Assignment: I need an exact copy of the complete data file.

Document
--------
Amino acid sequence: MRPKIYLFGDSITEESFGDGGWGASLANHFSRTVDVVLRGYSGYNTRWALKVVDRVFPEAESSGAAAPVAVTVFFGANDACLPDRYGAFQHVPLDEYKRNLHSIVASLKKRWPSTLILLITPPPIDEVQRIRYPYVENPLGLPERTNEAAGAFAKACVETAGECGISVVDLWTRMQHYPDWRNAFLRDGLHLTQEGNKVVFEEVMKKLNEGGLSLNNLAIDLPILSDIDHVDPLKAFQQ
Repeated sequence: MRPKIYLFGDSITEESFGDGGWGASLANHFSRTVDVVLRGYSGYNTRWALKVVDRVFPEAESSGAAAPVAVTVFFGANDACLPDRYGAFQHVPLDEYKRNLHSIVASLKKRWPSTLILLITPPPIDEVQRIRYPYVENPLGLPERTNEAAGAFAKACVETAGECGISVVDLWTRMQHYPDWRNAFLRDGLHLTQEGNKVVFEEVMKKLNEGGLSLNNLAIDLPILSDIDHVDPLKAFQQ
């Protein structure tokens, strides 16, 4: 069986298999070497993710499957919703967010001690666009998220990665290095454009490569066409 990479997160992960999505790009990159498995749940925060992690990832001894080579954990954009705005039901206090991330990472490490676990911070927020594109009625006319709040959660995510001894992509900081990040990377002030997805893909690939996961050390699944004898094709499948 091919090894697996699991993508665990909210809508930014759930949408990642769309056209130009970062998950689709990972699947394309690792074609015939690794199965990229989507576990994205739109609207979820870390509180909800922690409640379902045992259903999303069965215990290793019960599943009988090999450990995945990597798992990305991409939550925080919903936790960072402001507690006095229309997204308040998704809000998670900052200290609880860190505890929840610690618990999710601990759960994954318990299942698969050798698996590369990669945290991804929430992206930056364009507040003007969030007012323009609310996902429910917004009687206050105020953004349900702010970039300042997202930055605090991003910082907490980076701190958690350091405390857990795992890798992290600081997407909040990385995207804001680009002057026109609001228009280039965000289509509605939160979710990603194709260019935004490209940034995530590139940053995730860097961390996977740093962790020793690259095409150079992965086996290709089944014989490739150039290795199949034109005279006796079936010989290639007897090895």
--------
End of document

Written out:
Amino acid sequence: MRPKIYLFGDSITEESFGDGGWGASLANHFSRTVDVVLRGYSGYNTRWALKVVDRVFPEAESSGAAAPVAVTVFFGANDACLPDRYGAFQHVPLDEYKRNLHSIVASLKKRWPSTLILLITPPPIDEVQRIRYPYVENPLGLPERTNEAAGAFAKACVETAGECGISVVDLWTRMQHYPDWRNAFLRDGLHLTQEGNKVVFEEVMKKLNEGGLSLNNLAIDLPILSDIDHVDPLKAFQQ
Repeated sequence: MRPKIYLFGDSITEESFGDGGWGASLANHFSRTVDVVLRGYSGYNTRWALKVVDRVFPEAESSGAAAPVAVTVFFGANDACLPDRYGAFQHVPLDEYKRNLHSIVASLKKRWPSTLILLITPPPIDEVQRIRYPYVENPLGLPERTNEAAGAFAKACVETAGECGISVVDLWTRMQHYPDWRNAFLRDGLHLTQEGNKVVFEEVMKKLNEGGLSLNNLAIDLPILSDIDHVDPLKAFQQ
């Protein structure tokens, strides 16, 4: 069986298999070497993710499957919703967010001690666009998220990665290095454009490569066409 990479997160992960999505790009990159498995749940925060992690990832001894080579954990954009705005039901206090991330990472490490676990911070927020594109009625006319709040959660995510001894992509900081990040990377002030997805893909690939996961050390699944004898094709499948 091919090894697996699991993508665990909210809508930014759930949408990642769309056209130009970062998950689709990972699947394309690792074609015939690794199965990229989507576990994205739109609207979820870390509180909800922690409640379902045992259903999303069965215990290793019960599943009988090999450990995945990597798992990305991409939550925080919903936790960072402001507690006095229309997204308040998704809000998670900052200290609880860190505890929840610690618990999710601990759960994954318990299942698969050798698996590369990669945290991804929430992206930056364009507040003007969030007012323009609310996902429910917004009687206050105020953004349900702010970039300042997202930055605090991003910082907490980076701190958690350091405390857990795992890798992290600081997407909040990385995207804001680009002057026109609001228009280039965000289509509605939160979710990603194709260019935004490209940034995530590139940053995730860097961390996977740093962790020793690259095409150079992965086996290709089944014989490739150039290795199949034109005279006796079936010989290639007897090895």